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Feature article: Creating a participation-based safety culture

Sarah Ingle, who specialises in chemical safety and regulatory compliance at EcoOnline, explores how chemists can create a participatory safety culture

With news of Monkeypox’s emergence and possible mutation to become seen as the latest worrying infectious disease, I am reminded of shocking revelations in The Times last year. It divulged that there have been over 100 safety breaches at UK laboratories handling dangerous pathogens, over the past 15 years. Lapses included a worker being bitten by an infected ferret at Porton Down, the government’s high security research facility, and employees being exposed to TB bacteria.

While major viral leaks have been avoided, there clearly have been slip-ups. Considering the potential harm to human health that can result from these types of errors this does underline the need for constant vigilance and the need for robust safety procedures, and more importantly the creation of a positive safety culture.

Most of us, if we make a mistake, won’t release a potential pandemic on the world. But when working with hazardous substances we can still injure ourselves or others. Creating a positive safety culture I spent some of my earlier career in construction and spent time on sites where I saw things happen that would be unacceptable today.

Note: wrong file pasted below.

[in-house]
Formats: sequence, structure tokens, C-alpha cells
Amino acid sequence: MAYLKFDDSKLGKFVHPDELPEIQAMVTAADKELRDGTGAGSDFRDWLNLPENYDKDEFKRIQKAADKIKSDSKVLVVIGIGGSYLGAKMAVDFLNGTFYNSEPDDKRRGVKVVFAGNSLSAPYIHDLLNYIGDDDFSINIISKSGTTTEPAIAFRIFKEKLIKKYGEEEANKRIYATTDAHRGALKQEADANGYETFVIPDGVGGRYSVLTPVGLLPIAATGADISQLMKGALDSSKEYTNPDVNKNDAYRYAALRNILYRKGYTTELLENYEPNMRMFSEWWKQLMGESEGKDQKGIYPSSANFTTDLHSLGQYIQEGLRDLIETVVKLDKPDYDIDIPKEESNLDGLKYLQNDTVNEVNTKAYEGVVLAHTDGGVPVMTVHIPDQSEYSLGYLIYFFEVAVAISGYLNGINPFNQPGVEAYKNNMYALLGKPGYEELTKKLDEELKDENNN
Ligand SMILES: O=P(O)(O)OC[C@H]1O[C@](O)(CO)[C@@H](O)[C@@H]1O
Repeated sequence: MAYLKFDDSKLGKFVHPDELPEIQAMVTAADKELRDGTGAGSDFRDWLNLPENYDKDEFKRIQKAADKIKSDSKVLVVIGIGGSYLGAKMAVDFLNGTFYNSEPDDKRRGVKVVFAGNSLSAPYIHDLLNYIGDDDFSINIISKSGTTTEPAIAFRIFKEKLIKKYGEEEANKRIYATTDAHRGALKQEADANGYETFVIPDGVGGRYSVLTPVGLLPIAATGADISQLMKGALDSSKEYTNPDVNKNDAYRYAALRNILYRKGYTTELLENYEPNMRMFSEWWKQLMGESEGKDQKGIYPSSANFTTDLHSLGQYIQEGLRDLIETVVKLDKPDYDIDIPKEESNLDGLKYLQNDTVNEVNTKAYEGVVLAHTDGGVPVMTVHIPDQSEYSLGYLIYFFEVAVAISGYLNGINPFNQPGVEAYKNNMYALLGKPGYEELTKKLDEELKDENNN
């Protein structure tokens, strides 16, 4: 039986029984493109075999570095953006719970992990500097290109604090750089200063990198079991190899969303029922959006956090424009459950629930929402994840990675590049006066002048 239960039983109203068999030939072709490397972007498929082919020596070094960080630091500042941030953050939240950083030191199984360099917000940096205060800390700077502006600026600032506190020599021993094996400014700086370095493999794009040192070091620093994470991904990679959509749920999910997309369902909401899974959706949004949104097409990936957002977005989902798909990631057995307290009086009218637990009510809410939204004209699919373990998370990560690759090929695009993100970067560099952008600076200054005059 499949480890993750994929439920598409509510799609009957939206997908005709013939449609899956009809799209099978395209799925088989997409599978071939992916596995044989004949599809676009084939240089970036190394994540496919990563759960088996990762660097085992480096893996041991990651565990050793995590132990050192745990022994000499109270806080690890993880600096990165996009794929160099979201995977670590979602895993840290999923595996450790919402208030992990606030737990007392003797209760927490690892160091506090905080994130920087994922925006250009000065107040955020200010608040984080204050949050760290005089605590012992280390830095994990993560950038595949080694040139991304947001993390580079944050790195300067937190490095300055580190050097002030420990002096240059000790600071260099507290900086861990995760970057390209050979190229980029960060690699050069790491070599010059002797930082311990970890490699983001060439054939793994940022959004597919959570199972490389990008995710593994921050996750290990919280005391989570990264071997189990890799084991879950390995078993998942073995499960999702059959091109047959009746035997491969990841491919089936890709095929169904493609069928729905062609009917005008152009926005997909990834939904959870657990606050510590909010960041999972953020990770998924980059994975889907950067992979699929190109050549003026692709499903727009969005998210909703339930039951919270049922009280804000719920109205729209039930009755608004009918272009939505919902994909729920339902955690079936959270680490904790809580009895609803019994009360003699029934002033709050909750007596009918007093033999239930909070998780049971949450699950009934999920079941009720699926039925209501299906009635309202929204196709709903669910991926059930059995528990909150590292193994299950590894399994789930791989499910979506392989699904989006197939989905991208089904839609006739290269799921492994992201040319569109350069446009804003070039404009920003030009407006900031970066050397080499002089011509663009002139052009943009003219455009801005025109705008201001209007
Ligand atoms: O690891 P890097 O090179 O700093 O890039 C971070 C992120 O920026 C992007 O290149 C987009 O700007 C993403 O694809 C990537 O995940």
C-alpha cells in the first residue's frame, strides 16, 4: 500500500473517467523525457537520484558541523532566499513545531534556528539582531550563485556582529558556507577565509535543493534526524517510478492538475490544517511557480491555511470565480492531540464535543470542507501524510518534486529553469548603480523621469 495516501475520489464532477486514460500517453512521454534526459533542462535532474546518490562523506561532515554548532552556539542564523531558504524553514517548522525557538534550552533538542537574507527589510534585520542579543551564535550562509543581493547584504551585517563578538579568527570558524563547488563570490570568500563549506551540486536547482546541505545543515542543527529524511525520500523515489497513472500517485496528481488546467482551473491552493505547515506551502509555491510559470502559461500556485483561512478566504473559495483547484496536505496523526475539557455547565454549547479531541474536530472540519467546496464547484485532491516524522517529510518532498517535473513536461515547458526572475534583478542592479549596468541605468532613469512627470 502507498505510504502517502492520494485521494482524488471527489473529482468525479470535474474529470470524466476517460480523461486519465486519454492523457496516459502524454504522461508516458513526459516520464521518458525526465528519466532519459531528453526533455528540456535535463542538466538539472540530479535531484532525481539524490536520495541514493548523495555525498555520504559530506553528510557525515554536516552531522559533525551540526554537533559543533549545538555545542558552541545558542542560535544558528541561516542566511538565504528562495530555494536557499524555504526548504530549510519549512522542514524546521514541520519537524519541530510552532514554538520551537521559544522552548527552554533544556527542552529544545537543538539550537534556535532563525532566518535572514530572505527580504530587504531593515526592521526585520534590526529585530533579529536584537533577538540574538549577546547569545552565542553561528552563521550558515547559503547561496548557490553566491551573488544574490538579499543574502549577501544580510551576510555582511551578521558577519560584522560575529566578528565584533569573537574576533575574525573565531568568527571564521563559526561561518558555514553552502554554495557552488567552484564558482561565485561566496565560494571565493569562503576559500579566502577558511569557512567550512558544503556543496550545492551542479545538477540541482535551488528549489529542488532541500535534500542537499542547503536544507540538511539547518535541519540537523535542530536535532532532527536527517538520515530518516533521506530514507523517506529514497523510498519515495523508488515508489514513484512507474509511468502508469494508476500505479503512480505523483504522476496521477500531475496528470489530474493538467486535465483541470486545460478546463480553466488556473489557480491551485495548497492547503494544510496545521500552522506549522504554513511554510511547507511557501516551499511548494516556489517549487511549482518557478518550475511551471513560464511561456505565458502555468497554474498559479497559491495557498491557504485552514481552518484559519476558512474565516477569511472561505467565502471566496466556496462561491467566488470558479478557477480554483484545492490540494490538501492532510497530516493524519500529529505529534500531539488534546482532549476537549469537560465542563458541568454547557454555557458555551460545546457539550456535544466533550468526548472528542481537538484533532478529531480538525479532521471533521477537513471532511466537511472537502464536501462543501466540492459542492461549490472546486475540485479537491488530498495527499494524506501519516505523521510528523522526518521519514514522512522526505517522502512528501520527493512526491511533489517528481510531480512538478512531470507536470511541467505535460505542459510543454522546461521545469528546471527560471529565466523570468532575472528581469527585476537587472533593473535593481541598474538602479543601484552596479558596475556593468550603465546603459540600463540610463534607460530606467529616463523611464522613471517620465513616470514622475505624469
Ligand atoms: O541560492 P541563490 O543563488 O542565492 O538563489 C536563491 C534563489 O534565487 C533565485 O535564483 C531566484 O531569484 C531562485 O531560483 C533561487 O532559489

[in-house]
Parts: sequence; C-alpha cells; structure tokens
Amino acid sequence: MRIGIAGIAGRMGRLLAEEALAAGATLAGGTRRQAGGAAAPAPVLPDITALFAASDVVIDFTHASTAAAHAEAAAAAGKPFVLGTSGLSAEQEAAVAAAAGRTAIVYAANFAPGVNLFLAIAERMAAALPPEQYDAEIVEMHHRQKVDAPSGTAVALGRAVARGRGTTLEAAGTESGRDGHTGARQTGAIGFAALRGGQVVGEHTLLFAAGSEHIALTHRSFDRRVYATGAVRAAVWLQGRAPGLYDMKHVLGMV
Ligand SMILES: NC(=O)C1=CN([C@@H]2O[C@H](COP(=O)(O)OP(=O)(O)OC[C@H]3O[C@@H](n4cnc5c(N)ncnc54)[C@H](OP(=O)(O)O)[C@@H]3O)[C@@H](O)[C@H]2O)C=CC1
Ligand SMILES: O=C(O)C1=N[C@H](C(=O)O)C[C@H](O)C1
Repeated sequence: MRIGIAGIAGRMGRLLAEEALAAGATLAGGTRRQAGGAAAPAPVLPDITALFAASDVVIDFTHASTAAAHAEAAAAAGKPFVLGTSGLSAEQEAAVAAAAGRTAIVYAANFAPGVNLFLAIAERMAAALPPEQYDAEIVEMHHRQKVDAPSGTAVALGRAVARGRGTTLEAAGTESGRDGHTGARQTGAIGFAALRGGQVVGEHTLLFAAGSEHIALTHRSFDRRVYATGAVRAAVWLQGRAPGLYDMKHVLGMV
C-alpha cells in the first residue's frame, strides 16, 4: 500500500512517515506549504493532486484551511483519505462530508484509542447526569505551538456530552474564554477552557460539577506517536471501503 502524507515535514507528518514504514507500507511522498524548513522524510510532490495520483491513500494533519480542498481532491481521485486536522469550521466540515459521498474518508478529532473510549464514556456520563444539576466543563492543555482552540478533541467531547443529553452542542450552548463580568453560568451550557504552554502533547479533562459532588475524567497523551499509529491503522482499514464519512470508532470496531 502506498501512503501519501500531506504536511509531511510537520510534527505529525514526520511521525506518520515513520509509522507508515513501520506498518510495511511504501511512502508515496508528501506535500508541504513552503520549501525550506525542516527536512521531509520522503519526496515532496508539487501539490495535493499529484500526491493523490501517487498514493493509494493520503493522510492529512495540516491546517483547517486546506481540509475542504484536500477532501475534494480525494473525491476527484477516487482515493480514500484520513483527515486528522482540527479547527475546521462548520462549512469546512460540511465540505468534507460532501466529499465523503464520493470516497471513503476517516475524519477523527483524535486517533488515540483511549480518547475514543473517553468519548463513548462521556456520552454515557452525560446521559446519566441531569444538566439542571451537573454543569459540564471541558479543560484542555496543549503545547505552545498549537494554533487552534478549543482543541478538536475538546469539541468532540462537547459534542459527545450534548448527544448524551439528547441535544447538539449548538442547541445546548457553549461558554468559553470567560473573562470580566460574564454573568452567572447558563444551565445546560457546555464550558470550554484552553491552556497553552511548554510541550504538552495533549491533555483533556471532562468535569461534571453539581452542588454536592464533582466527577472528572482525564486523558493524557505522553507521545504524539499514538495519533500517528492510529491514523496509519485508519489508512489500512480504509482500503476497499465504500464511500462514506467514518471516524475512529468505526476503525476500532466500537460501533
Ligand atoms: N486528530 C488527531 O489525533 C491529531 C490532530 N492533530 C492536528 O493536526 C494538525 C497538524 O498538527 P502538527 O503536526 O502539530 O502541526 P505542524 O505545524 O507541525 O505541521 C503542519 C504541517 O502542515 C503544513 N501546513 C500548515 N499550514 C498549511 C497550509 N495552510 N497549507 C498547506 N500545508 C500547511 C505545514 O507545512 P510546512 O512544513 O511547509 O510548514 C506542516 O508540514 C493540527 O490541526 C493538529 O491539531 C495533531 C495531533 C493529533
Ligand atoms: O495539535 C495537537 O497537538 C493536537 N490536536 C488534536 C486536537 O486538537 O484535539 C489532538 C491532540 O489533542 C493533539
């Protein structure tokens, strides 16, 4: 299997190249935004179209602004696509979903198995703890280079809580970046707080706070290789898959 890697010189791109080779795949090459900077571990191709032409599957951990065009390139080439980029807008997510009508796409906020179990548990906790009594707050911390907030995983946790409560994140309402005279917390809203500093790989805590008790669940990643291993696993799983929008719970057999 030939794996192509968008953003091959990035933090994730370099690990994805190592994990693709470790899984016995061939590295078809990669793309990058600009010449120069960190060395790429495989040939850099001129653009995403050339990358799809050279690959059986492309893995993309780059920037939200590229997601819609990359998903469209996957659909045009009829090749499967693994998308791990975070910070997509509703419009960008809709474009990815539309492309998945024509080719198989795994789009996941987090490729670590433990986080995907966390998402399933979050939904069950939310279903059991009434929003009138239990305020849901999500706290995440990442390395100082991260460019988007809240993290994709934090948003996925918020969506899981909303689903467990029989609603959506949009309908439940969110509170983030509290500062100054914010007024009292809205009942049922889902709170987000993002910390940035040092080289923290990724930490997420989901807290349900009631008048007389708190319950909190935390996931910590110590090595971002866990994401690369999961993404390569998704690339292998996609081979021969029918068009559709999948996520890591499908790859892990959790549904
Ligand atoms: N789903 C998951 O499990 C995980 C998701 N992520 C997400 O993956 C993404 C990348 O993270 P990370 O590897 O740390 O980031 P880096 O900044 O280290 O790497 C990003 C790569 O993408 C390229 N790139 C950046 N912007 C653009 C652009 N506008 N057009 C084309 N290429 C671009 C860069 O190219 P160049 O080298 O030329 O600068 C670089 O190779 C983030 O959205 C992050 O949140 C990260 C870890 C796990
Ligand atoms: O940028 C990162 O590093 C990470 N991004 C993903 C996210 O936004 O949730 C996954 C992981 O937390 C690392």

The situation has vastly improved today, due to a deeply embedded culture change delivering a safer working environment. While lab-based work is very different in its nature, there are still potentially grave risks to health. Every organisation has, or should have, a safety culture. This can be positive or negative, depending on whether it has developed and implemented correctly within an organisation.

When incidents arise, it is because the existing culture is ineffective at keeping people safe from harm. Transforming this situation to achieve something fit-for-purpose requires consistency and an ongoing, targeted approach. Change takes time and requires constant communication and message reinforcement to people at all levels.